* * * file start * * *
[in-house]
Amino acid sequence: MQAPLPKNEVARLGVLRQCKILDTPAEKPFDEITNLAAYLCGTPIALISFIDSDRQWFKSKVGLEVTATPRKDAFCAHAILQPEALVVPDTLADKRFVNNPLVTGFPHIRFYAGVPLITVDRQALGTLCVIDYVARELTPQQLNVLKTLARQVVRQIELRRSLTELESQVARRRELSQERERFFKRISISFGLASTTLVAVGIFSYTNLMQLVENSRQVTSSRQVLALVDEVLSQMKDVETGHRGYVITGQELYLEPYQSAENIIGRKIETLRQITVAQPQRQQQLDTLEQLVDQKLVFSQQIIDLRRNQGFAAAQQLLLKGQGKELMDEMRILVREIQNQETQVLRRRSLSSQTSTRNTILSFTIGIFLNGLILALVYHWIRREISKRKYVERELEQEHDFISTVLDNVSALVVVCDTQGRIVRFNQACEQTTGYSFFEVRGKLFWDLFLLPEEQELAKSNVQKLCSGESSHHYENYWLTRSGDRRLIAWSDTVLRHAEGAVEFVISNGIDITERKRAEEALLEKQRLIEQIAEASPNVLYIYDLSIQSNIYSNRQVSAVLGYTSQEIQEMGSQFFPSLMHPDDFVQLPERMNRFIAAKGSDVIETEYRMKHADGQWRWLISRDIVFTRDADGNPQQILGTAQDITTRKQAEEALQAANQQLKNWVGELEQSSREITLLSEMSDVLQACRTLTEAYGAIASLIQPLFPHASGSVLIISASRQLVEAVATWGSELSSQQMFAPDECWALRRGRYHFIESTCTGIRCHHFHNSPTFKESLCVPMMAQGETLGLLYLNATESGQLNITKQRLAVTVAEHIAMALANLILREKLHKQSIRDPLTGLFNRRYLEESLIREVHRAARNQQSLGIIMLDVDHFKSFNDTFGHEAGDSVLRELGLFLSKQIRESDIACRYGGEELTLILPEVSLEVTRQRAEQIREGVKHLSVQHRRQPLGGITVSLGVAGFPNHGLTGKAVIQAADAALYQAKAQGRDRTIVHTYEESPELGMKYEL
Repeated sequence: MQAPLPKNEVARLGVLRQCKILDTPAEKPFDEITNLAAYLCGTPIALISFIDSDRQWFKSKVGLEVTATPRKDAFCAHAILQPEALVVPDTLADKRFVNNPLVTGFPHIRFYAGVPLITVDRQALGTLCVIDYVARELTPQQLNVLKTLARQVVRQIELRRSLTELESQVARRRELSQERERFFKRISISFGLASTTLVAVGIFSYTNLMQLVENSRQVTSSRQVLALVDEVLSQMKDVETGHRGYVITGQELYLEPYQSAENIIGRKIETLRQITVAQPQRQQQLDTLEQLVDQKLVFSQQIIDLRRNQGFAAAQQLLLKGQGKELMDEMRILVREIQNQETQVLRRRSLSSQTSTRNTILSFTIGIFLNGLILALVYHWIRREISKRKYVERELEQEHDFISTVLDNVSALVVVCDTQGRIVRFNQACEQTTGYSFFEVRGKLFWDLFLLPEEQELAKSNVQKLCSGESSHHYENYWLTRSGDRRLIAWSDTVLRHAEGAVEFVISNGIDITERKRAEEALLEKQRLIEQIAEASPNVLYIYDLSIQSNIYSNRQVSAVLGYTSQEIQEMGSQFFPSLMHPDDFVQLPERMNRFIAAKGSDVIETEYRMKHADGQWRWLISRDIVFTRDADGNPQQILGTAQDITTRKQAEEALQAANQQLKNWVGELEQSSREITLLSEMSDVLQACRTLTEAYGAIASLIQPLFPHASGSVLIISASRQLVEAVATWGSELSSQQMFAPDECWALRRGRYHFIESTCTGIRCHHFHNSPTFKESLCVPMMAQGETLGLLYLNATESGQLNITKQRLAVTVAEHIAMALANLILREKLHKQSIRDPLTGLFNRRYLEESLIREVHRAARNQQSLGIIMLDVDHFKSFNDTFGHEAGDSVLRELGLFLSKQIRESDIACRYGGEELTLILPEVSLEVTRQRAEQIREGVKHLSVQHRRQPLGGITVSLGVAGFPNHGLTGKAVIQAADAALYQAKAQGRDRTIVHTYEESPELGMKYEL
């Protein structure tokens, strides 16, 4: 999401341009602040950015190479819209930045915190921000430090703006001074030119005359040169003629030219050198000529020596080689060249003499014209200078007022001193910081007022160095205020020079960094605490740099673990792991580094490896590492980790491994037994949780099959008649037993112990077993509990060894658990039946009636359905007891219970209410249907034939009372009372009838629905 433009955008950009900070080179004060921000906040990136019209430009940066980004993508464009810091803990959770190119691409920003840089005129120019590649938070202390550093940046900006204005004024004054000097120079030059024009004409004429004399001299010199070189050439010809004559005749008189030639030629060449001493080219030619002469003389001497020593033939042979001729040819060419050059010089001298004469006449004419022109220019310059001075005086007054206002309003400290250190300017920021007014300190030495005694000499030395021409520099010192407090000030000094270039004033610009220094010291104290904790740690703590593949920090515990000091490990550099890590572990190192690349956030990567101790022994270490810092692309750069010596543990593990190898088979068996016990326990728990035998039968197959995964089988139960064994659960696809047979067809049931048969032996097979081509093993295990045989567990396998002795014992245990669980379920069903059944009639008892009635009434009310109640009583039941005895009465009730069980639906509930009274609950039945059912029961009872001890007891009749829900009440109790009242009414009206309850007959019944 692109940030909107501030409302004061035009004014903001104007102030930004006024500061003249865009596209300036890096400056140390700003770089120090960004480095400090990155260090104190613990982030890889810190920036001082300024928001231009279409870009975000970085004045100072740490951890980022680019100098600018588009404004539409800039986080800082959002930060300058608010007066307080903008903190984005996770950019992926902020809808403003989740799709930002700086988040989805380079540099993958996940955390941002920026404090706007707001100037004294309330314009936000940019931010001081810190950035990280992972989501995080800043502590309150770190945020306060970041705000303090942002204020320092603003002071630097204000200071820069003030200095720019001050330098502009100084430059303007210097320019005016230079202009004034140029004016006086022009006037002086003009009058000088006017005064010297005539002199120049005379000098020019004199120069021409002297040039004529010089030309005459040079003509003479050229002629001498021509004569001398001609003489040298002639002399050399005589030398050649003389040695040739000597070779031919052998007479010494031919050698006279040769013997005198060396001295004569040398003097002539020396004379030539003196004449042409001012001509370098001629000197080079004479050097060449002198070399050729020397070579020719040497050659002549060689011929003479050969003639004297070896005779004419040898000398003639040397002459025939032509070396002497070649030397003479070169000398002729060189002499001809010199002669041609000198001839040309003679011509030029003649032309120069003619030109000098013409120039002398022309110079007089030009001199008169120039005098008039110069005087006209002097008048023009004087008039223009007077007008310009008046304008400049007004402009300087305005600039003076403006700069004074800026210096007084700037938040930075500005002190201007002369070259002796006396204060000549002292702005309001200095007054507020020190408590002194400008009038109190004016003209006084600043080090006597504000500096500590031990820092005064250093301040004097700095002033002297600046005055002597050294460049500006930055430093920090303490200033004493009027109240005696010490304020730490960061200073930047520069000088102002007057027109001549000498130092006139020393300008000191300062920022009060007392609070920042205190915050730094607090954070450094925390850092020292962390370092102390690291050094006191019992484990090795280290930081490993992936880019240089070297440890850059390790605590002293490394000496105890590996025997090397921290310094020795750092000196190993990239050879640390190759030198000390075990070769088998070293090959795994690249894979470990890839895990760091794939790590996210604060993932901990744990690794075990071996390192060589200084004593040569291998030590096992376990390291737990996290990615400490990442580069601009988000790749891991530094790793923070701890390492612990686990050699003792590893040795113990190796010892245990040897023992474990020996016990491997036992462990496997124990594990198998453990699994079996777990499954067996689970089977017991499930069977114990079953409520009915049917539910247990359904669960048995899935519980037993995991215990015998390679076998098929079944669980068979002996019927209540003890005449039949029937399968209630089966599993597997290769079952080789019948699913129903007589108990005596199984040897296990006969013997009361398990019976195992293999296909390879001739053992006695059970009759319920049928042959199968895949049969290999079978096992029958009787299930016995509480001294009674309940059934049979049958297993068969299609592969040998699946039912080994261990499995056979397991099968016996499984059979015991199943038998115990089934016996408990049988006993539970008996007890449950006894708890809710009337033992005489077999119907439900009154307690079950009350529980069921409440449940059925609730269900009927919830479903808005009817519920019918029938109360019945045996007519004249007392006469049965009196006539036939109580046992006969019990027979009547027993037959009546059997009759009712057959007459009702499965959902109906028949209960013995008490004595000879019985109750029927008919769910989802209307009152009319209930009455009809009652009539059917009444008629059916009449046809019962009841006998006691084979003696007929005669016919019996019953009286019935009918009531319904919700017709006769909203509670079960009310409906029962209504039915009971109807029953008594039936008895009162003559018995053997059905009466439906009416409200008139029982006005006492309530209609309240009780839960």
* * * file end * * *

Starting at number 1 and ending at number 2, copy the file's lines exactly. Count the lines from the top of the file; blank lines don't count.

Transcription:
[in-house]
Amino acid sequence: MQAPLPKNEVARLGVLRQCKILDTPAEKPFDEITNLAAYLCGTPIALISFIDSDRQWFKSKVGLEVTATPRKDAFCAHAILQPEALVVPDTLADKRFVNNPLVTGFPHIRFYAGVPLITVDRQALGTLCVIDYVARELTPQQLNVLKTLARQVVRQIELRRSLTELESQVARRRELSQERERFFKRISISFGLASTTLVAVGIFSYTNLMQLVENSRQVTSSRQVLALVDEVLSQMKDVETGHRGYVITGQELYLEPYQSAENIIGRKIETLRQITVAQPQRQQQLDTLEQLVDQKLVFSQQIIDLRRNQGFAAAQQLLLKGQGKELMDEMRILVREIQNQETQVLRRRSLSSQTSTRNTILSFTIGIFLNGLILALVYHWIRREISKRKYVERELEQEHDFISTVLDNVSALVVVCDTQGRIVRFNQACEQTTGYSFFEVRGKLFWDLFLLPEEQELAKSNVQKLCSGESSHHYENYWLTRSGDRRLIAWSDTVLRHAEGAVEFVISNGIDITERKRAEEALLEKQRLIEQIAEASPNVLYIYDLSIQSNIYSNRQVSAVLGYTSQEIQEMGSQFFPSLMHPDDFVQLPERMNRFIAAKGSDVIETEYRMKHADGQWRWLISRDIVFTRDADGNPQQILGTAQDITTRKQAEEALQAANQQLKNWVGELEQSSREITLLSEMSDVLQACRTLTEAYGAIASLIQPLFPHASGSVLIISASRQLVEAVATWGSELSSQQMFAPDECWALRRGRYHFIESTCTGIRCHHFHNSPTFKESLCVPMMAQGETLGLLYLNATESGQLNITKQRLAVTVAEHIAMALANLILREKLHKQSIRDPLTGLFNRRYLEESLIREVHRAARNQQSLGIIMLDVDHFKSFNDTFGHEAGDSVLRELGLFLSKQIRESDIACRYGGEELTLILPEVSLEVTRQRAEQIREGVKHLSVQHRRQPLGGITVSLGVAGFPNHGLTGKAVIQAADAALYQAKAQGRDRTIVHTYEESPELGMKYEL